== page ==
Lifestyle features

Revealed: the wartime school that saved lives

By Anthea Gerrie, August 11, 2011

When Eric Bourne's family fled Germany the year Hitler came to power, the nine-year-old never imagined he was about to embark on the happiest years of his life.

"I just remember an interview with this very large lady in a suburb of Berlin, and by October 1933 I was at school in Kent with 60 other Jewish children from Germany."


She sang the protest songs the last time Britain rioted

August 11, 2011

Pauline Black was 42 when she decided to track down her birth mother - and realised that she was Jewish. It had taken 38 years to make the discovery. Black first found fame as a pioneer of the 2-Tone ska movement of the 1980s. Her band, The Selecter, was one of the multi-racial groups to rise to prominance against the backdrop of the riots that swept the country in 1981.


Rabbi who beat the killer bees

By Jonny Newton, August 8, 2011

Rabbi Moshe Silberhaft, affectionately known as "The Travelling Rabbi", seems to recoil when he is asked if he ever dreams of being a conventional community leader. "No… I'm not a pulpit rabbi," he insists.


Daphni Leef: How a woman in a tent became Israel's top story

By Nathan Jeffay, August 4, 2011

Until recently nobody had heard of Daphni Leef. Now, everybody in Israel knows the 25-year-old's face and her cause. Just a few weeks ago, Leef was waiting tables. Now, her schedule has become such that she cannot help keeping people waiting. This interview was meant to take place at 11am but did not start until 5pm.


The deli that became a film star

By Monica Porter, July 28, 2011

Manhattan used to rejoice in two landmark Jewish-owned restaurants. Elaine's - the haunt of film stars, rock stars and writers - closed down last May following the death of its owner, Elaine Kaufman. That left Katz's Delicatessen as the most haimishe place to eat in the most Jewish city on the planet.

Katz's is the home of the world's most celebrated pastrami sandwich.


Laura Janner-Klausner: Why I'm not the Reform rival to the Chief Rabbi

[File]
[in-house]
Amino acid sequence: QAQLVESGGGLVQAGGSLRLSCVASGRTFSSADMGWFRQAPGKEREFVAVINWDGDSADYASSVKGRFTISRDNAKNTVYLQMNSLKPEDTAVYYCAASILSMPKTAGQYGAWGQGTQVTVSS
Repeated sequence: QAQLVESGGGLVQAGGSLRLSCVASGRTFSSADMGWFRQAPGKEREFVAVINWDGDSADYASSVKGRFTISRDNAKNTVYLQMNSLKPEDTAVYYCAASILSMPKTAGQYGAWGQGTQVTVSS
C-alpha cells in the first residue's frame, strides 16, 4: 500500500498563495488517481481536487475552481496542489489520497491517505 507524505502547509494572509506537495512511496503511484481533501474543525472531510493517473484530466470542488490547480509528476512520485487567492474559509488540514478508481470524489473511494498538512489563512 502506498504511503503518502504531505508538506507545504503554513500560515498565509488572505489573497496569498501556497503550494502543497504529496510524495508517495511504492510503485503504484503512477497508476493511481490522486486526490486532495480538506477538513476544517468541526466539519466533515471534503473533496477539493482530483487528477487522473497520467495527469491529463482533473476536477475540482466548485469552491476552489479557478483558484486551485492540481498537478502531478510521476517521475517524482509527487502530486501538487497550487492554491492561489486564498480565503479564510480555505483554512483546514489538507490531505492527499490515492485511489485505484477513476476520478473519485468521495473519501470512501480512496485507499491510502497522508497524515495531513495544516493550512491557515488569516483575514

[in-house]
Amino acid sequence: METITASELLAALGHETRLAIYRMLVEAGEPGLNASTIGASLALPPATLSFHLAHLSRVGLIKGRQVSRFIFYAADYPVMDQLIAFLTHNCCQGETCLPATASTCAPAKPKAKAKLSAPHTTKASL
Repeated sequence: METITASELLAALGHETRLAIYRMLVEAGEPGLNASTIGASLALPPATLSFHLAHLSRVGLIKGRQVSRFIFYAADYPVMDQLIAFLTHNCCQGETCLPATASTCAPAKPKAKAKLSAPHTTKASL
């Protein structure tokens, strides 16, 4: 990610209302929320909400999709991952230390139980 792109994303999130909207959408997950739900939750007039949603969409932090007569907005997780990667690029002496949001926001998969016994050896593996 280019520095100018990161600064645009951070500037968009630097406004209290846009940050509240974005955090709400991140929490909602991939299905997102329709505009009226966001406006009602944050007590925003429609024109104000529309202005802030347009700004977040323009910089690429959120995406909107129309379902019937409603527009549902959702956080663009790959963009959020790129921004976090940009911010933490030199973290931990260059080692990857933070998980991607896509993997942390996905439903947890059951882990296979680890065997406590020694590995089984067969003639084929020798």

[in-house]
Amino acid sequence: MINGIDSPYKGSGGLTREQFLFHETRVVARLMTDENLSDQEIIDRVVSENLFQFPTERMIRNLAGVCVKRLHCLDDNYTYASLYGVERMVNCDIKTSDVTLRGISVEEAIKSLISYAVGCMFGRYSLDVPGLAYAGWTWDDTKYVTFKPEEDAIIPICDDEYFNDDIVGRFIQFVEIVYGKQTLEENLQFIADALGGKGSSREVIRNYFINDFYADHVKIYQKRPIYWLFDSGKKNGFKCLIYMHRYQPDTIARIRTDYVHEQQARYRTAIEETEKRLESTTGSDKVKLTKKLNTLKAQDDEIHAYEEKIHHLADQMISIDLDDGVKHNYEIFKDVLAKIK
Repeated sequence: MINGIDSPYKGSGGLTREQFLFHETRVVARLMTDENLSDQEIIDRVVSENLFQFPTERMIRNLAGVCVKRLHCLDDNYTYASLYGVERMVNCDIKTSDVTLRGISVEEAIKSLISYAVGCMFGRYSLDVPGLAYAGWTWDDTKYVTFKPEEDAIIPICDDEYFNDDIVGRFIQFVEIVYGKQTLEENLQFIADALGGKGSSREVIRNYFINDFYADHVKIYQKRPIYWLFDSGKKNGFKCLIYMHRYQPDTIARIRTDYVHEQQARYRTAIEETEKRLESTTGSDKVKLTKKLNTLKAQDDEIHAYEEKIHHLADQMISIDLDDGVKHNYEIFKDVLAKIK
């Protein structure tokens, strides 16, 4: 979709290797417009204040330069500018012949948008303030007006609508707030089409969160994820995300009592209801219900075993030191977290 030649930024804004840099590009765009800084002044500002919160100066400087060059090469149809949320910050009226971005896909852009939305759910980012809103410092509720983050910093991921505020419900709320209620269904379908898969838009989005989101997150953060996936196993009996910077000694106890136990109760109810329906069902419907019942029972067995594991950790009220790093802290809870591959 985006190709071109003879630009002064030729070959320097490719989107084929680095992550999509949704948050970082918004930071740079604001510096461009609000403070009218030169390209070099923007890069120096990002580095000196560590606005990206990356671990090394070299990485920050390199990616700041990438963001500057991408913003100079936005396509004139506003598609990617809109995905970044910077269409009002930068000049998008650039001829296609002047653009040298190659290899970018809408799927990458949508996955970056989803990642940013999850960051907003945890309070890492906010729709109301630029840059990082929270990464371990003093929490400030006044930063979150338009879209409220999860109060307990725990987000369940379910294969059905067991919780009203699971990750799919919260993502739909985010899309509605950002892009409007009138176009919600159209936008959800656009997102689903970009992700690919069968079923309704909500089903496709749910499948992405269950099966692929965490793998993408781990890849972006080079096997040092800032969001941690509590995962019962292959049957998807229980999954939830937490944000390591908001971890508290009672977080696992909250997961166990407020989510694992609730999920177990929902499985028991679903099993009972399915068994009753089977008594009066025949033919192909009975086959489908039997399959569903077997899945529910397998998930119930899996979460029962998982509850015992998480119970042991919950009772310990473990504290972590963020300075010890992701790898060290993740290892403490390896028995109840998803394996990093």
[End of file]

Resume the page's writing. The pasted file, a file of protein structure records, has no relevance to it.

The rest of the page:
By Simon Rocker, July 28, 2011

Diehard atheists may bristle at the mention of it, but Radio 4's Thought for Day remains a hallowed institution, a prized pulpit for religious broadcasting. There are currently three rabbis on its roster: that doyen of rabbinical broadcasters Lionel Blue, the Chief Rabbi Lord Sacks and the newest recruit, Rabbi Laura Janner-Klausner.


'Mummy, what was the Holocaust?'

By Lianne Kolirin, July 21, 2011

Every parent dreads the birds and the bees chat. I hardly relish the prospect, but for me, the thought of another conversation is far more daunting.


When the 'pogrom of the valleys' erupted in Wales

By Geoffrey Alderman, July 21, 2011

In 1966, while researching the background to Britain's first-ever national railway strike (August 1911), I came across a minute written by Winston Churchill, then Home Secretary in Asquith's Liberal government. That year was a bad one for industrial disputes and for public order. Churchill had a penchant for ordering the army to succeed where he judged the police had failed.


He's cycled the world

By Dan Goldberg, July 14, 2011

British cyclist Vin Cox is the current Guinness world record holder for circumnavigating the globe by bicycle in just 163 days.


It's an all-Jewish town, but no, it's not in Israel

By Kevin Gould, July 14, 2011

The mountains are iced with white snow and there is soft blossom on the nut trees. Broad, grey and bouldered, the Gudialcay river rushes east towards the Caspian Sea; a few miles north is the border with Dagestan. This is Azerbaijan, where a hot morning sun glares off the riverside mosque's tin roof. The ancient town of Guba is known for its carpets and its walnut halva.